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Stephen Ellner

Horace White Professor of Ecology and Evolutionary Biology

Dale R Corson Bio Science Wing, Room E339
spe2@cornell.edu
607-254-4221

Educational Background

Postdoctoral Fellow, Weizmann Institute (1984-1985)

Ph.D., Cornell University (1982)

B.A., University of California, Berkeley (1975)

 

Website(s)

Overview

I am a theoretical ecologist, working mostly on questions in population, community, and evolutionary ecology. My recent work has focused on applications of trait-based models in population and community ecology (see Research below for details). My students and postdocs have worked on a variety of related and unrelated projects, such as detection of invasive species, analysis of eco-evolutionary dynamics using fast-slow systems theory, evolution of multiple defense traits in plants, and continental-scale modeling of monarch butterfly populations. I am a Fellow of the Ecological Society of America (class of 2016) and Horace White Professor of Ecology and Evolutionary Biology.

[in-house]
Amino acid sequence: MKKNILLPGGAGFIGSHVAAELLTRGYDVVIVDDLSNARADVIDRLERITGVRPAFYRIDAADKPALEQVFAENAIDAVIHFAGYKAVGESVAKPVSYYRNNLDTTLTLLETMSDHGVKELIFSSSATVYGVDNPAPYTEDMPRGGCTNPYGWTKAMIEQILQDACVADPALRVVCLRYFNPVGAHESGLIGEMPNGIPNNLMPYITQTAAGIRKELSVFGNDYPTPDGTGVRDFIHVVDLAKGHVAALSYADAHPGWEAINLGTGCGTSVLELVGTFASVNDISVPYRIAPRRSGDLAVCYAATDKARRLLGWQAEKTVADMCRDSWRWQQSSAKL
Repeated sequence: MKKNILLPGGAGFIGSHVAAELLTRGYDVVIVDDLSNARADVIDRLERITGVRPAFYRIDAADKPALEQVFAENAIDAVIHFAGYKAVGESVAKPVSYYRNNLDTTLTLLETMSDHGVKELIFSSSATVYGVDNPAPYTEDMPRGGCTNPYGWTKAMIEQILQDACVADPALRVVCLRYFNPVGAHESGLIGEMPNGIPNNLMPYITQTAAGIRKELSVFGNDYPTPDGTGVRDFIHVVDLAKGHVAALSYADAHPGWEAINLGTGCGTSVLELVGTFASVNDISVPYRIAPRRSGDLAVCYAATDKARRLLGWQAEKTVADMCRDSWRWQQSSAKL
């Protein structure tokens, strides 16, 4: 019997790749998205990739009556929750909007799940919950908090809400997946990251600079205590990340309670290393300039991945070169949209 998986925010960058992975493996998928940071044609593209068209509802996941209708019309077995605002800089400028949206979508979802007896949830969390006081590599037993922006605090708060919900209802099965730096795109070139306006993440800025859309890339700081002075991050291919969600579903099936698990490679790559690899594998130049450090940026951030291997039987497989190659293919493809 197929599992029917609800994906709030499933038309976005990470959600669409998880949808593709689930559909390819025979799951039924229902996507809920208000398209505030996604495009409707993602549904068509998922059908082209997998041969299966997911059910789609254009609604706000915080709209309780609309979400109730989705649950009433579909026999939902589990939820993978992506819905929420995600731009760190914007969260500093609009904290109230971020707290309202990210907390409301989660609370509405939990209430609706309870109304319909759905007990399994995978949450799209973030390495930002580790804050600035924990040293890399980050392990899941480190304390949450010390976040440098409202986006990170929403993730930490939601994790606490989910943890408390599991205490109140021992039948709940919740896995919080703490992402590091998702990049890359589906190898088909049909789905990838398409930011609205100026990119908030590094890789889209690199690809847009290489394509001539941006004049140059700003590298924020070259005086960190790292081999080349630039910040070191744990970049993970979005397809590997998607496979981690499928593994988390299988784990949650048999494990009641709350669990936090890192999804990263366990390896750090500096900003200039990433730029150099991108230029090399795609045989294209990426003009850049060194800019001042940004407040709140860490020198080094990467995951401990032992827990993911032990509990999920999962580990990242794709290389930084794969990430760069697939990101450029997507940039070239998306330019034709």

My recent teaching includes BioEE 3620/MATH 3620: Dynamic Models in Biology, BioEE 7600:Introduction to Modeling in Ecology and Evolutionary Biology, and BioEE 3610: Advanced Ecology

Keywords

Coexistence, demography, infectious disease, structured populations.

Departments/Programs

  • Ecology and Evolutionary Biology

Graduate Fields

  • Applied Mathematics
  • Computational Biology
  • Computational Science and Engineering
  • Ecology and Evolutionary Biology

Affiliations

  • Biogeochemistry and Environmental Biocomplexity (BEB)
  • Center for Applied Mathematics (CAM)

Research

My current research topics include: using structured population models to analyze the origins of between-individual variability in lifetime outcomes (longevity, reproductive success, etc.); identifying the environmental “drivers” of population and community dynamics; population modeling and management of infectious diseases in multi-species communities characterized by functional traits, especially plant-pollinator networks; developing methods to identify and quantify the mechanisms allowing species coexistence and maintaining biodiversity in real communities.

Courses

Publications

For a complete list of publications, please see my Google scholar page here.